Dear Mr. Cordani,
I hear you are buying Express Scripts. This letter is a plea from a former Express Scripts customer to closely scrutinize their business practices, which, during the time I patronized them, were burdensome at best and actively harmful at worst. I am not talking about a “simple” denial of services, but policies that substituted the company’s experts, whomever they were, for both the judgment of a provider who knew the case, and long-accepted medical standards.
Several years ago, my former employer switched pharmacy benefit management (PMB) organizations after only three years, from Express Scripts to CVS. For a company with over 20,000 employees, that was an incredibly short span for such a cumbersome change. I suspect it had more to do with employee complaints than some kind of better deal. In my account alone, the lighter transgressions consisted of: dropping two asthma medications in the space of a year, discontinuing access to the type of insulin that was specifically engineered to work well in insulin pumps, and changing the policy for blood glucose testing strips to go from rounding up to rounding down. The latter cost me 100 strips per quarter, which is a lot for someone who tested 8-10 times a day.
With my background, I always understood that plan coverage fluctuates. It is the literal cost of doing business. The real issue with all of those changes was that they were implemented in the middle of calendar years without notification. In fact, I knew nothing of any of these changes until I tried to renew the various prescriptions.
But as I mentioned, this was not the most egregious thing Express Scripts did. No, that label is reserved for the fiasco that occurred around Aranesp. Aranesp is an expensive anemia treatment often administered to cancer patients by a physician to counteract the effects of chemotherapy. In July 2012, The Washington Post published an expose detailing how Amgen, which makes Aranesp, was inflating costs, and some medical providers were purposely misusing it to make a bigger profit. As a result (presumably), Express Scripts acted to limit access to Aranesp across the board, lumping all patients who used it into one group.
Huge violation all the way around, I know, and all of those who were taking advantage of the system should have been investigated and punished. However, there were those of us with milder conditions than cancer or kidney failure (another common cause of anemia) who self-administered very small doses. We required a blood test and prior authorization for each prescription refill. Under those circumstances, the chances of us abusing our insurance plans was virtually nil.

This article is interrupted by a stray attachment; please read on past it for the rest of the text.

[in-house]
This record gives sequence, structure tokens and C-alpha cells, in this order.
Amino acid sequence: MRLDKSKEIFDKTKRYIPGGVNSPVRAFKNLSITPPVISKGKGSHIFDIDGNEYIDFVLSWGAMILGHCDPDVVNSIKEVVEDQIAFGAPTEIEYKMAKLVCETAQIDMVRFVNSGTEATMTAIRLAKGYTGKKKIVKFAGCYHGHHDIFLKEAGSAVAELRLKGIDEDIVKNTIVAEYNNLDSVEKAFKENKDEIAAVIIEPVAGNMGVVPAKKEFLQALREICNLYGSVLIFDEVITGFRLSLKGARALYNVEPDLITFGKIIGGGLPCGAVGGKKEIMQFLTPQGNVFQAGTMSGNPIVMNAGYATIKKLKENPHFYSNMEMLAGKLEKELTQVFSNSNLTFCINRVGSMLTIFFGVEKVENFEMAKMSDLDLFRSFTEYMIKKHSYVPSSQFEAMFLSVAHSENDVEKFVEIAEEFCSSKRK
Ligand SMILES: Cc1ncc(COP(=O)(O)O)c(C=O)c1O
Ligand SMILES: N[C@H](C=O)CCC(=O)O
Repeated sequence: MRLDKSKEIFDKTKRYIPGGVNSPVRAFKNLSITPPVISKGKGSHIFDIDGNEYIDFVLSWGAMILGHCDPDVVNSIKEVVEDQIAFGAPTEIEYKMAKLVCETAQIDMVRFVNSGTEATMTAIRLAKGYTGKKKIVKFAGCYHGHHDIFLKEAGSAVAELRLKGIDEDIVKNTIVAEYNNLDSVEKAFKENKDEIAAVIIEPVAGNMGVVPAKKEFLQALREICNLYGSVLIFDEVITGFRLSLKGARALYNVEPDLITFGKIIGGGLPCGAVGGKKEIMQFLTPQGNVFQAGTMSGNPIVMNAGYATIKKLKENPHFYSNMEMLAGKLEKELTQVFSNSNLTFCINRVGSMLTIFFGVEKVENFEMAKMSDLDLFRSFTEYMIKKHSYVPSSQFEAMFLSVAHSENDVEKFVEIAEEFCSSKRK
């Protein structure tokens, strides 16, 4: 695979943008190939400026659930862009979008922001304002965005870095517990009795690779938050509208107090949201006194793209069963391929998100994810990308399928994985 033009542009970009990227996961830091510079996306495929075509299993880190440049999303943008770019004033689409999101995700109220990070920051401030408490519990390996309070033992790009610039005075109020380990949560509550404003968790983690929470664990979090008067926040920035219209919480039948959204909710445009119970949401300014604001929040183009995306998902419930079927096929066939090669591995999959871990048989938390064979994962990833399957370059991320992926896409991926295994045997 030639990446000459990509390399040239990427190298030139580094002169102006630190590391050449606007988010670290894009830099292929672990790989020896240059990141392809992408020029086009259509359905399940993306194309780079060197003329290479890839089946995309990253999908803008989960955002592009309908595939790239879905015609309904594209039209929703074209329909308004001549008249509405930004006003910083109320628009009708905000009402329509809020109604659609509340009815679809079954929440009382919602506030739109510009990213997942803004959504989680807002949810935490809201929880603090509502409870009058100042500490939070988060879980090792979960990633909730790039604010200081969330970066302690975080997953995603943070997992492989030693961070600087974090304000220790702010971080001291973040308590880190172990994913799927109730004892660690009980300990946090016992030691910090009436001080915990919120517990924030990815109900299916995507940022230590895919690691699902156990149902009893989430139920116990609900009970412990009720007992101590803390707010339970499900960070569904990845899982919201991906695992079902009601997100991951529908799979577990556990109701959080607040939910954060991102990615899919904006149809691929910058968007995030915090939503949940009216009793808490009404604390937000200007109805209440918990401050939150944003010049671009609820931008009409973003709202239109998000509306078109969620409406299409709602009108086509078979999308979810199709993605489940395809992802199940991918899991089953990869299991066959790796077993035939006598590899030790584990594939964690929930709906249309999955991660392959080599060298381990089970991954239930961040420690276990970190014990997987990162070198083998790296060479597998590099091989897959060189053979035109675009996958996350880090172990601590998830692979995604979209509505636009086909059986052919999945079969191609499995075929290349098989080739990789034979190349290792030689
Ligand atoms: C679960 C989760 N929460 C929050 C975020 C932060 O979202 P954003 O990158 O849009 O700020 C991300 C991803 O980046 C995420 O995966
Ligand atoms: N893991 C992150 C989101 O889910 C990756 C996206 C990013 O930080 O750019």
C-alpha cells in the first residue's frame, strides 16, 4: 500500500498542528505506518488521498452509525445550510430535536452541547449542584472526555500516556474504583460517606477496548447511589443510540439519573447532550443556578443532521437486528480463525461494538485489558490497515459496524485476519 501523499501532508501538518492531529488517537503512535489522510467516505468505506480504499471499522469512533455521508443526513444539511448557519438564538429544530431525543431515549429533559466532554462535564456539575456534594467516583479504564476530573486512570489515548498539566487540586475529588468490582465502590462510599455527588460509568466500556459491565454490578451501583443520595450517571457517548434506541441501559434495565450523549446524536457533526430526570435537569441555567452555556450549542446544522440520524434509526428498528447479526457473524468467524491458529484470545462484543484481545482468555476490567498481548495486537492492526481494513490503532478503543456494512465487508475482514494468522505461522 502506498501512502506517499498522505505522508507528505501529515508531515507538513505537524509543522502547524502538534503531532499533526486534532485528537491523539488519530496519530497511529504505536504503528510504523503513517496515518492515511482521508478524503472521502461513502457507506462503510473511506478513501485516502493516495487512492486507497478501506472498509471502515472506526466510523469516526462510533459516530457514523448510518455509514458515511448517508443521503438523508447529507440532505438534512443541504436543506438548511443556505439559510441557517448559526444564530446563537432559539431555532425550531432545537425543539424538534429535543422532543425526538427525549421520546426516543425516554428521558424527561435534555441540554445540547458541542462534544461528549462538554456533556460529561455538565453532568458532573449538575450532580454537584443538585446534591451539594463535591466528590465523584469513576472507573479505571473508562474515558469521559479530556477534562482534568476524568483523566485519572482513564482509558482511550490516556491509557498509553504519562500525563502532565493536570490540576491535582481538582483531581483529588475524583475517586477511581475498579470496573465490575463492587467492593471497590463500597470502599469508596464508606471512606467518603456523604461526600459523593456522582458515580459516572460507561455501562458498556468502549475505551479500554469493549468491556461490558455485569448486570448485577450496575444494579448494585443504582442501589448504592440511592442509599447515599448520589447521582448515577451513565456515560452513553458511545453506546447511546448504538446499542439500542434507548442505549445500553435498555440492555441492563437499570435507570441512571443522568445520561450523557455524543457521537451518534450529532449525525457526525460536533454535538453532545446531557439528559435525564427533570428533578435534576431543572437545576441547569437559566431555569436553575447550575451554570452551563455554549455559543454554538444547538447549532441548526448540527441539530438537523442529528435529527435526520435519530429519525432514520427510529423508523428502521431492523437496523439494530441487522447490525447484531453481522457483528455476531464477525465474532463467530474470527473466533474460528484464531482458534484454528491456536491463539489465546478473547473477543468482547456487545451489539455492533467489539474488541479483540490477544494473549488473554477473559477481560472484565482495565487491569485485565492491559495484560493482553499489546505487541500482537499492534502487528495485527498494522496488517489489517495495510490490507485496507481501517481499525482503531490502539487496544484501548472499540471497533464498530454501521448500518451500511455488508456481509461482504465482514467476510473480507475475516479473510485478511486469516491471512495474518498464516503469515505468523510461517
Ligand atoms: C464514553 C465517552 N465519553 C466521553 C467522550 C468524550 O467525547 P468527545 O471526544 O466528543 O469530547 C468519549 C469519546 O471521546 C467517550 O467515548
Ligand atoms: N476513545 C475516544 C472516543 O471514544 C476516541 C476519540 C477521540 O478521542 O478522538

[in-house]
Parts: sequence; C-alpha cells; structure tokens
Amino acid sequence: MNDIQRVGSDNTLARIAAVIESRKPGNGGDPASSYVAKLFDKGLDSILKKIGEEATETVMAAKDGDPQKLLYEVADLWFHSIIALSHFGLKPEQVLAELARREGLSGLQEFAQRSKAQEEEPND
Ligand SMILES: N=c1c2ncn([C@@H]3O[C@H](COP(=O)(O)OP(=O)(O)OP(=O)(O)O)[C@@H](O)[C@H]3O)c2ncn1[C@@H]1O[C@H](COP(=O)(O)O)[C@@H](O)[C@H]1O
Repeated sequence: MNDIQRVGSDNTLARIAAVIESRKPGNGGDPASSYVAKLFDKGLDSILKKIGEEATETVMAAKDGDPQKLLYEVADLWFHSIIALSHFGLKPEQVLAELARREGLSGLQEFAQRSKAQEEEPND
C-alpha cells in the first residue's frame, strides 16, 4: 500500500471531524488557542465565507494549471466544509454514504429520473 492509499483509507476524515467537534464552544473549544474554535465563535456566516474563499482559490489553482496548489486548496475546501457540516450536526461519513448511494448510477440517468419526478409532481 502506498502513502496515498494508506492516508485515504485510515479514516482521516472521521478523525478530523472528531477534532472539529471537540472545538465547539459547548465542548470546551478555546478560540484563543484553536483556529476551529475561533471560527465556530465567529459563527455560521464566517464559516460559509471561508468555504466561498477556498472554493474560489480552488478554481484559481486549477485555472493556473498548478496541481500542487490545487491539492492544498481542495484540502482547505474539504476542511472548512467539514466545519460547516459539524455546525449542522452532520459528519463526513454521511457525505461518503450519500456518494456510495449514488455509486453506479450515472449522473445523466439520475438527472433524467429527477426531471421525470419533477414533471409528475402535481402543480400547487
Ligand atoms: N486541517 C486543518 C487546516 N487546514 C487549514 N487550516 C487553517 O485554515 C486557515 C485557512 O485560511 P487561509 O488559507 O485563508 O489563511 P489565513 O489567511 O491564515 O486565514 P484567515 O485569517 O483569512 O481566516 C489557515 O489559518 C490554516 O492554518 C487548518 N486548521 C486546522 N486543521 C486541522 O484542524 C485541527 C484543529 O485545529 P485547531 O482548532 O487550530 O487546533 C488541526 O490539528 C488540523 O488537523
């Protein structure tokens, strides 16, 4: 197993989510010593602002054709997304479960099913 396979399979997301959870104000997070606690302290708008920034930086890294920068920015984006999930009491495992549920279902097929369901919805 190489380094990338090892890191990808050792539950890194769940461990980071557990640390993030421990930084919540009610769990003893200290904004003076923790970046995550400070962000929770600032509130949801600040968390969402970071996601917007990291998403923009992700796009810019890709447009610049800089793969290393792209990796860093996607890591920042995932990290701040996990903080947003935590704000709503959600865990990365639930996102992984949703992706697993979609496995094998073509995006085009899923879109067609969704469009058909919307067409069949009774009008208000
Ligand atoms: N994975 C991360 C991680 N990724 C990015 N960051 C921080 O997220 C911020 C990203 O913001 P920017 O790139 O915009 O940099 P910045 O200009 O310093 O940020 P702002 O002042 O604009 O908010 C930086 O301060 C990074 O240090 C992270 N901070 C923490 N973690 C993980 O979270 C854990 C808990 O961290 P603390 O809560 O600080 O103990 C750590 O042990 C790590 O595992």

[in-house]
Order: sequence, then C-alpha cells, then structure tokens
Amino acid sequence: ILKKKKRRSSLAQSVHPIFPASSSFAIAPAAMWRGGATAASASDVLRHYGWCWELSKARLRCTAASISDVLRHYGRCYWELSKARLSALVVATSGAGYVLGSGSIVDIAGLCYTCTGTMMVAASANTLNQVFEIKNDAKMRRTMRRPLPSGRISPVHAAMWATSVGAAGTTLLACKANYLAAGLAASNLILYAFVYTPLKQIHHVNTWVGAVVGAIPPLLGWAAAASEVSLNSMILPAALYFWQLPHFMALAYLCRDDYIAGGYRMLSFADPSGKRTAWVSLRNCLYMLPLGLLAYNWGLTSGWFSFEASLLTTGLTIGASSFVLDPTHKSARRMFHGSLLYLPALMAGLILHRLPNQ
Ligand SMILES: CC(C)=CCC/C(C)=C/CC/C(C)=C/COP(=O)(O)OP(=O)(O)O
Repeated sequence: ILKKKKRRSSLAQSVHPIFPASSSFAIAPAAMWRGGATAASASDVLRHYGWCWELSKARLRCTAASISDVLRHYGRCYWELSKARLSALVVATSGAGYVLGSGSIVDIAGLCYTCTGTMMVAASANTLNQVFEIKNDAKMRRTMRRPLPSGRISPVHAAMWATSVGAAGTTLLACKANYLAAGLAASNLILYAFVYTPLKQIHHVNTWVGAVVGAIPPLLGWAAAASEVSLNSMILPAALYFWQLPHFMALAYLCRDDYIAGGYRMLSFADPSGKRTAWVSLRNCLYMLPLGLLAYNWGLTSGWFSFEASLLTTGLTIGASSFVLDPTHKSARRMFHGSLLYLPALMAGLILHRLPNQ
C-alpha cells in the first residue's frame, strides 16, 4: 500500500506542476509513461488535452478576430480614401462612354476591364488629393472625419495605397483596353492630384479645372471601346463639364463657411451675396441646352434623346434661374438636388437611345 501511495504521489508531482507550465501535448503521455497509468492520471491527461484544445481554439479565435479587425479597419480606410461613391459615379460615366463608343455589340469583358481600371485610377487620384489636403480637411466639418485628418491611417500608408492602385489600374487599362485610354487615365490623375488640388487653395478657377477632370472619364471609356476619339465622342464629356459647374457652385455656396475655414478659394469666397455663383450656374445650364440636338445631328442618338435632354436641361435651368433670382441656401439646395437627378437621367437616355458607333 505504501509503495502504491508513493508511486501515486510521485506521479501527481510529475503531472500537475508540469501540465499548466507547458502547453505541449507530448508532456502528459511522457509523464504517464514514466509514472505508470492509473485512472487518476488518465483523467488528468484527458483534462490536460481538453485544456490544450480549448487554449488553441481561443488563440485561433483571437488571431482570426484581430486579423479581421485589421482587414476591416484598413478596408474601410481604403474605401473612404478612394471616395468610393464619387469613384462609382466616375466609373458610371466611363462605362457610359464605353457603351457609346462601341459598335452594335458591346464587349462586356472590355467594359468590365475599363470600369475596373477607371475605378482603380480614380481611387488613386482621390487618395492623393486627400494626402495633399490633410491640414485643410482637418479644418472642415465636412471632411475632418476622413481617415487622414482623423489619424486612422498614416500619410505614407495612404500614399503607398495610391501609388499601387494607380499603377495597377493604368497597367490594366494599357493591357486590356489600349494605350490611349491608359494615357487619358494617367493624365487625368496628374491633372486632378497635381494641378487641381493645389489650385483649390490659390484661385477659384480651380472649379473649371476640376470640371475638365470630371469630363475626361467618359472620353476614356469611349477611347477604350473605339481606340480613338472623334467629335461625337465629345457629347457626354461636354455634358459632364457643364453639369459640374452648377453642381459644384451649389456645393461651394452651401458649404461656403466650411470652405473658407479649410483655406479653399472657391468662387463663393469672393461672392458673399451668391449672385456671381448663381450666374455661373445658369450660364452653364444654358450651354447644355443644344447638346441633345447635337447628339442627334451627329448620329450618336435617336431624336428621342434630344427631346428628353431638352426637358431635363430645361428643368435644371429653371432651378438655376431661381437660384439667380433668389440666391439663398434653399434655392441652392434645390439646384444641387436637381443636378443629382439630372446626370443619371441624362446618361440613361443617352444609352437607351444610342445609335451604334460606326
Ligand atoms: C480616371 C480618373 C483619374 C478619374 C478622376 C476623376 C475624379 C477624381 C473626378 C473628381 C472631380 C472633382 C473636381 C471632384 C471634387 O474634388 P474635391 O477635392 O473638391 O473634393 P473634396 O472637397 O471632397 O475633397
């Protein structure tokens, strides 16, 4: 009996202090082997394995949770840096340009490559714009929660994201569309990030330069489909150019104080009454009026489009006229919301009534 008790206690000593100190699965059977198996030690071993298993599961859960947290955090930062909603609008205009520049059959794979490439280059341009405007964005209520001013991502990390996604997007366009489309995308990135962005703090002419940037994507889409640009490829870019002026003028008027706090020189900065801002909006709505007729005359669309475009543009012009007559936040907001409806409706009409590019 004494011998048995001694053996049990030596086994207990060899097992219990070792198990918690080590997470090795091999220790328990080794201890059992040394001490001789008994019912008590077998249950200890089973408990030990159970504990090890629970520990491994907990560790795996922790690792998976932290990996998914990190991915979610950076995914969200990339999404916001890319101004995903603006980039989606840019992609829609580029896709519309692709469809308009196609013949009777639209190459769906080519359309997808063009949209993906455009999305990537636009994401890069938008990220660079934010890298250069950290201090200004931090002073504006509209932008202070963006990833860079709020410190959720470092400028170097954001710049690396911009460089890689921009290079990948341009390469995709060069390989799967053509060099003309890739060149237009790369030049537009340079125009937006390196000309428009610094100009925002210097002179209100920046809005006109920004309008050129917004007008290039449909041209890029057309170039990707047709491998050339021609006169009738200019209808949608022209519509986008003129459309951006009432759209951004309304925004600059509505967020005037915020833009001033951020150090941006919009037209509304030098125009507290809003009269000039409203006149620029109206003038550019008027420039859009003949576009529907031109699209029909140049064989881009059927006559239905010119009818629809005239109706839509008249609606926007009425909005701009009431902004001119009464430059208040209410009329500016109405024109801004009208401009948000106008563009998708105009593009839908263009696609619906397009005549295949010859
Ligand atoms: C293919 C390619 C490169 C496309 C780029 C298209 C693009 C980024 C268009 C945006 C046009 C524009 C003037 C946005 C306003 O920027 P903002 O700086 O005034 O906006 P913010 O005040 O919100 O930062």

Shortly after that article was published, Express Scripts instituted a policy where they decided they knew better than the entire medical community, as well as the patient’s (sometimes multiple) doctors, who were more familiar with the details of individual cases. Against the protests of both patients and doctors, they lowered the qualification for receiving Aranesp from a hemoglobin result of 11 to a 10, effectively putting it out of reach for those of us without severe anemia. No matter how many appeals Express Scripts received, they would make no exceptions for me or any of my doctors’ other patients.
Maybe to Express Scripts, it didn’t seem like such a big deal. It was just a point’s difference. Many of us with chronic condition-induced anemia fell into that category. We had mild cases, but we couldn’t fix it with more leafy greens and red meat. And I can’t take iron pills or liquid. They all give me a rash. Ironic, isn’t it? An anemic who can’t tolerate taking iron. I even tried putting the liquid in Jell-O. Tasted like I was sucking on pennies. And it still gave me a rash.
What did that mean for me? Sometimes I struggled for breath, and I felt sluggish and foggy all the time, which affected my job performance. It wasn’t a great quality of life then, and so easily fixable. The low likelihood of misuse should have warranted at least an individual assessment. But no, Express Scripts lumped us all together, as if all patients and all diseases were equal. But we are individuals, with individual needs and diseases that are as unique as fingerprints.
As far as I am concerned, what Express Scripts did in 2012 was ethically and morally wrong. So, please, as our healthcare system turns to a more value-based, patient-inclusive model, I implore you to closely evaluate all of Express Scripts’ harmful policies and decide what is right, not just for your business, but also for the patients who have no other choice but to use it.
Founder, The Patient Advocate’s Chronicle